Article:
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Banning ballot harvesting boosts elections integrity

When Governor Ducey began this year’s legislative session with his State of State Address, the big news was that our budget was balanced but education funding was still on the table. Prop 123, approved by voters earlier this month, provided a major solution.

While these policy victories are important and Gov. Ducey and the Republicans in the Legislature are being widely commended for their accomplishments, there’s another victory to be celebrated.

From the perspective of a leader of an organization dedicated to true voter engagement, the new law banning ballot harvesting will have a positive effect on our future elections.

Robert Graham

Robert Graham

Ballot harvesting is a campaign tactic that exploits voters in their own doorways, and it’s a tactic that Democrats and their leftist allies use to intimidate voters and cajole them into handing over their ballots. These paid campaign operatives, armed with the technology to generate daily lists of voters who have not yet mailed in their early ballots, travel door to door and neighborhood by neighborhood looking for unvoted ballots that can be used to support the election or re-election of their bosses.

You do know that every ballot already has a postage-paid return envelope that costs the voter nothing to mail, right?  But that’s a meaningless irony to a harvester who stands to profit from accumulating more and more ballots.

While poll workers and elections officials are trained professionals who can be held accountable, harvesters have no credentials, training, ethics standards, oaths of office or even identification. There is no way to even know who is responsible if those thousands of collected ballots go missing or contain ballots that have been manipulated in some way.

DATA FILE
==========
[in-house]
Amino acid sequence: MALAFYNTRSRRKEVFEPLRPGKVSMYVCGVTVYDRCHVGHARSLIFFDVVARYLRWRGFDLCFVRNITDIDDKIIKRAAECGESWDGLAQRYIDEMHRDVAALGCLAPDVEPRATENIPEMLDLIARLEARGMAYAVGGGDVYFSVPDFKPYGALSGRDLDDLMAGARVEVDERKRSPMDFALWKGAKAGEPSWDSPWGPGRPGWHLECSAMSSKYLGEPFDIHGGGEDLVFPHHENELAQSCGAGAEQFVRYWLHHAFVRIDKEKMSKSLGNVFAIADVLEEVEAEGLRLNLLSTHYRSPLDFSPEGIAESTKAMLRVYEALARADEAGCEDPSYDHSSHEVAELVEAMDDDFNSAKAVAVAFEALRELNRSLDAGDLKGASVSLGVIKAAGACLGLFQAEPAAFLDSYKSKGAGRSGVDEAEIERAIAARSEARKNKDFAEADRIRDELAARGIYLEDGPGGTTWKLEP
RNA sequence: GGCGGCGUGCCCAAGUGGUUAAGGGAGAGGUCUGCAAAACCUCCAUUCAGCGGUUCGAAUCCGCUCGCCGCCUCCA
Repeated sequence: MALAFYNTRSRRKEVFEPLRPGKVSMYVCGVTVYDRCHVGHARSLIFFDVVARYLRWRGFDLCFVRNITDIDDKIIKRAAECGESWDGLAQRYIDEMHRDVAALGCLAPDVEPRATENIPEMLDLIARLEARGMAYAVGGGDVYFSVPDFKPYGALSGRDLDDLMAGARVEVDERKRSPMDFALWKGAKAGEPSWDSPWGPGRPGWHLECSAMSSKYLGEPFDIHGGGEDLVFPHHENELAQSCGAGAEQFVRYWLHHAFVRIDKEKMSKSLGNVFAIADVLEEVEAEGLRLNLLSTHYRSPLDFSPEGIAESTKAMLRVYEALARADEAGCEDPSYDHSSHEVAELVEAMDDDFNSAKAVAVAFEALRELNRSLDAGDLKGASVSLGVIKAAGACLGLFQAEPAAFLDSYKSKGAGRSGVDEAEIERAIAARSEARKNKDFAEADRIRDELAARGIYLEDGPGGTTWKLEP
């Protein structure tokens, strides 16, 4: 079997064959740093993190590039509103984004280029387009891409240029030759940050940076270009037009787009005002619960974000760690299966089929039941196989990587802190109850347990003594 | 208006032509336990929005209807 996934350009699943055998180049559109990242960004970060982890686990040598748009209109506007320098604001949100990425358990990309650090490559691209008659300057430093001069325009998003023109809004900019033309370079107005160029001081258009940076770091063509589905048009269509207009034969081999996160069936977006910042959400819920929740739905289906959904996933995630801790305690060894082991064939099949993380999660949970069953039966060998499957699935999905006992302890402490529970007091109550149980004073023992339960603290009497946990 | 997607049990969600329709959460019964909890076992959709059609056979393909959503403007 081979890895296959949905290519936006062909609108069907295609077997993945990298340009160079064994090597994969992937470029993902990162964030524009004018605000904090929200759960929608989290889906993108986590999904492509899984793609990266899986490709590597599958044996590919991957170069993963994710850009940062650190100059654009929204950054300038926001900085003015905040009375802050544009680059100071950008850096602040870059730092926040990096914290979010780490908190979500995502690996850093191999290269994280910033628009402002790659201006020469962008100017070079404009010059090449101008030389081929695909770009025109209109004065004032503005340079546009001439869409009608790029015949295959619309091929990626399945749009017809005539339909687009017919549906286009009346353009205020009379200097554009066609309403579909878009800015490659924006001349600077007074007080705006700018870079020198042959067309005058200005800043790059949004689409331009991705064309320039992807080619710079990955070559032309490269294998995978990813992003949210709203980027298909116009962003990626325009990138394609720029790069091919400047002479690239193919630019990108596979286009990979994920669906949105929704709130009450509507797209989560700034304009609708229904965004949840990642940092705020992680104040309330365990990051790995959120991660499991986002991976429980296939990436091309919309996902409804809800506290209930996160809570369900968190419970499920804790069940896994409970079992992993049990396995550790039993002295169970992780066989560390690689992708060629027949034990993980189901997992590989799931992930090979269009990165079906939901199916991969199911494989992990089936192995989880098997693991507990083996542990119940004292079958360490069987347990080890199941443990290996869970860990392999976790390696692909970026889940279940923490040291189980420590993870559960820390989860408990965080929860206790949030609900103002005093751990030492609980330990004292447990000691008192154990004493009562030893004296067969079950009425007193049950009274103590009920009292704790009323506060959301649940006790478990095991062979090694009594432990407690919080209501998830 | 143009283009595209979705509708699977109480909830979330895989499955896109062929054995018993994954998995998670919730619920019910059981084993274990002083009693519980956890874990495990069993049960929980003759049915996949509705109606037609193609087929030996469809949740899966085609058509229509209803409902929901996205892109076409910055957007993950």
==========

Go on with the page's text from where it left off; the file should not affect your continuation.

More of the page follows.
It’s an indefensible practice, and the opportunities for violations of privacy, intimidation and outright fraud are immense. These ballot harvesting problems are not isolated incidents, as elections officials have seen individuals turn in thousands of ballots at a time, election after election.

Ballot harvesting was becoming Arizona’s version of Chicago-style “knock and grab” voter turnout campaigns, where operatives scoured neighborhoods on Election Day to physically confront and escort voters to the polls.

Democrats claim ballot harvesting is a necessary solution to a specific problem: low voter turnout that has plagued Arizona Democrats for years.

But the best solution to the problem of low voter turnout is simple: How about better candidates and competitive elections to engage party voters in primary elections? Just ask Richard Carmona, the Democrats’ 2012 U.S. Senate candidate whose hand-picked nomination essentially excluded voters from meaningful participation in the Democrat primary. Or Fred DuVal, who suffered the same fate of having Democrat leaders hand him the 2014 nomination for governor, uncontested, leaving him woefully unprepared to engage voters in the general election.

The public’s confidence in our elections is the hallmark of the legitimacy of our government, and the ban on ballot harvesting will contribute greatly to protecting the rights and interests of Arizona’s voters.

Robert Graham is chairman of the Arizona Republican Party.

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